This spectacular region is characterised by lush, high valleys sandwiched between towering limestone peaks and several roaring rivers.

Due to its isolation, the province is home to New Guinea’s most fascinating tribal culture, and you can also find a fascinating range of birds, including several species of birds-of-paradise.

It has a diversity of birdlife, with 250 species of resident and migratory birds, including most of the world’s population of little curlew.

The Mount Hagen area is the home of the Melpa people, a people with a strong culture, who still live largely traditional subsistence lifestyles.

From the lowland rainforest to alpine grasslands, it is a land of colour and vibrancy and one of the best places to see Papua New Guinea’s birds of paradise.

Each has its own unique flora and fauna, with birds, butterflies and orchids of particular importance.

Kimbe, the capital of the West New Britain province, is situated on the north side of the island on the spectacular Kimbe Bay, which boasts over 60 percent of the coral species of the entire Indo-Pacific.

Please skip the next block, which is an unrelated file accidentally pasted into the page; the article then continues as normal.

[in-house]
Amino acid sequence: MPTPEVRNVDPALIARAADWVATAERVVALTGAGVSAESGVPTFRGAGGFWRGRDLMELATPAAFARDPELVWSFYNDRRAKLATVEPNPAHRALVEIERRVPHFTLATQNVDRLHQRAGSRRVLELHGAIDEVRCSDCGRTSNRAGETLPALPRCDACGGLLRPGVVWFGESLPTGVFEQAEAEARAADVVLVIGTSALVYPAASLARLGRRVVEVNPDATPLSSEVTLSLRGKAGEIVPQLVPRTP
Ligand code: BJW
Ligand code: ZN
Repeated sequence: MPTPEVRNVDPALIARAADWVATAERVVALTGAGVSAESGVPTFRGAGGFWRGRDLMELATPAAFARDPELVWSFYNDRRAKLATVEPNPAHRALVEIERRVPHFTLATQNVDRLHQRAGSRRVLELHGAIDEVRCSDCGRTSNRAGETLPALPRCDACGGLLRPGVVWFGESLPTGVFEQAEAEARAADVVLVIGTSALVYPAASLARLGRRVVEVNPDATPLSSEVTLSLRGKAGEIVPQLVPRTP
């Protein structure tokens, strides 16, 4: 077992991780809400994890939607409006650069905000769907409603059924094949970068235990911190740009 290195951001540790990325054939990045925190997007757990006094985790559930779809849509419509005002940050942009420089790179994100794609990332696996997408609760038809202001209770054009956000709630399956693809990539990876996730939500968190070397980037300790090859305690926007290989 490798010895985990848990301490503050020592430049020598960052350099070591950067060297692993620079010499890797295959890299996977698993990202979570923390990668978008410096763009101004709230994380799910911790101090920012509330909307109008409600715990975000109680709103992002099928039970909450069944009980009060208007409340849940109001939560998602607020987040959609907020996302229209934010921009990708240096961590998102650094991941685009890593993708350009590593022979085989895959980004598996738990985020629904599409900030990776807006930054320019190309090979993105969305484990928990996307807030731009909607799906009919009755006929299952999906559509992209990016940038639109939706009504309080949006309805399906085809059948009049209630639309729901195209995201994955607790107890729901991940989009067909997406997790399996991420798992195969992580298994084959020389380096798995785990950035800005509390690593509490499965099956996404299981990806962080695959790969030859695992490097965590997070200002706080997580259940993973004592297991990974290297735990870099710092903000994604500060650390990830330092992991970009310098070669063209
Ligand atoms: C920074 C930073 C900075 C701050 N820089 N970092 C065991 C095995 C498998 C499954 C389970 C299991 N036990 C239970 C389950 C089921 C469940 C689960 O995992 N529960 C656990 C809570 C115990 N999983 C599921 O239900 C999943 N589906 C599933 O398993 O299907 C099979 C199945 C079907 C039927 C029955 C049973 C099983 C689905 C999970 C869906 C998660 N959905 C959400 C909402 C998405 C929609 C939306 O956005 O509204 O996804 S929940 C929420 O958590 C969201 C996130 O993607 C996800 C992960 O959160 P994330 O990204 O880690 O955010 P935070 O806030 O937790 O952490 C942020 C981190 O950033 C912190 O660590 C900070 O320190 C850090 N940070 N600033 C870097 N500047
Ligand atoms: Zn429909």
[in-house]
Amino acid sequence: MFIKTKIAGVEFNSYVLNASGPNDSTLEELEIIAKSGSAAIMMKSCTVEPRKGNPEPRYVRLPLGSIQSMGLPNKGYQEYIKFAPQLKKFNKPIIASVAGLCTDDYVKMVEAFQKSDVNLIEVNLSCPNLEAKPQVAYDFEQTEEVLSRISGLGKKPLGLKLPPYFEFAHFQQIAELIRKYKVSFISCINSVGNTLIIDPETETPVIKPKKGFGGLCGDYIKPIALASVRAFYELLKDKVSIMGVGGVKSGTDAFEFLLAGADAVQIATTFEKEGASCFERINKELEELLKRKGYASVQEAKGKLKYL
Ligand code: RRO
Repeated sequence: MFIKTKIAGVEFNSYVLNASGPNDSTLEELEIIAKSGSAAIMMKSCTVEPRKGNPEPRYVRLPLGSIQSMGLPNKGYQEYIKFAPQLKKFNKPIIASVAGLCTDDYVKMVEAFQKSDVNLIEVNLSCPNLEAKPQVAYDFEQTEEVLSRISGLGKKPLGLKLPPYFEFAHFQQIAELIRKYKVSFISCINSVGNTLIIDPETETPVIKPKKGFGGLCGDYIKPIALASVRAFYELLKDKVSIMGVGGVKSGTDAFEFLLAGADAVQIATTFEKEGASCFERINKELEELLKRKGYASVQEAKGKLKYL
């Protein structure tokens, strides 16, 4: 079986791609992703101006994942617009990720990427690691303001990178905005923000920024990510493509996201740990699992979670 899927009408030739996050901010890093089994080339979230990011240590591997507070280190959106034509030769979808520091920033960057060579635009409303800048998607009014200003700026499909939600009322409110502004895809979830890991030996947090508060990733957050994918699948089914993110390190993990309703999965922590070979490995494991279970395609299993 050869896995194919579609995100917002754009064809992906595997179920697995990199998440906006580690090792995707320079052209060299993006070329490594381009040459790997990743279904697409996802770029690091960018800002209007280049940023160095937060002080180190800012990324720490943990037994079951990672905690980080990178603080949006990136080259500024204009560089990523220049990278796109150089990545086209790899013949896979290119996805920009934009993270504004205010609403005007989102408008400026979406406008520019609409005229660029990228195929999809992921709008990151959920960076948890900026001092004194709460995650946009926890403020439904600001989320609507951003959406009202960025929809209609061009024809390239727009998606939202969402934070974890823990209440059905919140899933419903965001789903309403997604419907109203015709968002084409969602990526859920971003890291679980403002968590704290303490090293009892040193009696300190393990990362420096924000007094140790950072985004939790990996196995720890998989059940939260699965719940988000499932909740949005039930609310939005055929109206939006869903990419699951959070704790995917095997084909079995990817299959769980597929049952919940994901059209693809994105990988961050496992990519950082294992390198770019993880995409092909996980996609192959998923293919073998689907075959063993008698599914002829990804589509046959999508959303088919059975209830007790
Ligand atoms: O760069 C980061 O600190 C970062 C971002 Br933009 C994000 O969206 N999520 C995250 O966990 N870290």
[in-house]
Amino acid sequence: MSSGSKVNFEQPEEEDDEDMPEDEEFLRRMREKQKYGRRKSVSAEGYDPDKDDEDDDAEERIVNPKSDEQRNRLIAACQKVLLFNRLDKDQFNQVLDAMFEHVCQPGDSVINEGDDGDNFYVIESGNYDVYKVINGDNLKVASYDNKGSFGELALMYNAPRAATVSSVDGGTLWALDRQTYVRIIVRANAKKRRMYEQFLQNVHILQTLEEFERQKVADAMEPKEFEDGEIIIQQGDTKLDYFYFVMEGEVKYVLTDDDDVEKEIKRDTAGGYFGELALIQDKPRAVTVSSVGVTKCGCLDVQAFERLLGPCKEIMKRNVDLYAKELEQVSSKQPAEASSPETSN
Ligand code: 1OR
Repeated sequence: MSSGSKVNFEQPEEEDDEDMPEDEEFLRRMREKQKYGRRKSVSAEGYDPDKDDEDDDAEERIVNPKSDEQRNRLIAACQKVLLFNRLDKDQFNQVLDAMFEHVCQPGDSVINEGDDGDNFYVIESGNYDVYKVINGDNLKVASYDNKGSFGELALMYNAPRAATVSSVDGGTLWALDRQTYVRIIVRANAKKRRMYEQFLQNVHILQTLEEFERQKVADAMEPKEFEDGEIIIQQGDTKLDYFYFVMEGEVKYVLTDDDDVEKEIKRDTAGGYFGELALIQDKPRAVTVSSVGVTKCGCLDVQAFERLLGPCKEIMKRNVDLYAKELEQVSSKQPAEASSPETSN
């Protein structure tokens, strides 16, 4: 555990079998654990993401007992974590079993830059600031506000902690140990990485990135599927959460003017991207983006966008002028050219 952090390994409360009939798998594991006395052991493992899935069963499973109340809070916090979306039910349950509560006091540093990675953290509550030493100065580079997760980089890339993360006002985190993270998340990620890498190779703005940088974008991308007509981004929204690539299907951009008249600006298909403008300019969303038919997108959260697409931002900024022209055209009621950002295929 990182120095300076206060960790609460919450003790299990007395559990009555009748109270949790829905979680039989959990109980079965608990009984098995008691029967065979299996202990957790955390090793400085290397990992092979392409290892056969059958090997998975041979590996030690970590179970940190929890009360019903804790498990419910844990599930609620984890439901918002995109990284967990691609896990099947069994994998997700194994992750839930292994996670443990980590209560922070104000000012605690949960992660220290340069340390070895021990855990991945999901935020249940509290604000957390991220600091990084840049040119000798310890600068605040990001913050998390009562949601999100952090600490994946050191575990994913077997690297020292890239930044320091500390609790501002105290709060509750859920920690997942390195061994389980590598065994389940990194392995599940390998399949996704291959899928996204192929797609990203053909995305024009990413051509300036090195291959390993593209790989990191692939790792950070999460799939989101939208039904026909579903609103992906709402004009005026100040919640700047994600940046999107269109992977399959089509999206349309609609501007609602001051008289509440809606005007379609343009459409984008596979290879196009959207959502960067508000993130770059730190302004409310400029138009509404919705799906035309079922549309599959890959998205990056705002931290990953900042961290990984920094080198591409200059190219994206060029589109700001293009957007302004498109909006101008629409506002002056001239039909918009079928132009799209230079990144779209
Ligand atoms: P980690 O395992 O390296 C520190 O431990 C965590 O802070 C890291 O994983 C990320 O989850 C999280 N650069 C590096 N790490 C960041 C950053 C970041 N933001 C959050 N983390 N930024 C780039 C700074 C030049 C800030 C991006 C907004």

Join acclaimed wildlife photographer Nick Garbutt in Papua New Guinea, and visit three of the country’s finest bird and wildlife locations.

Take in lowland and montane rainforests, with enchanting cultural exchanges and festivals that offer compelling, colourful insights and photographic potential.

At 1,126 kilometres, the Sepik River is Papua New Guinea's equivalent to the Amazon and it is the people of the Sepik that makes this region an exciting and fascinating place to visit.

Life revolves around the river, and locals are unique in their belief in the spirit world with its mythical stories and rituals.

One of the few places in the world where you can get up close and personal with an active volcano; Rabaul is built on the crest of dormant Mount Tavurvur, and has one of the world’s deepest harbours.

Rabaul is also known for its scuba diving and snorkelling sites and its diverse flora and fauna.

From dense rainforests and mountain peaks, to huge river systems and pristine coral atolls.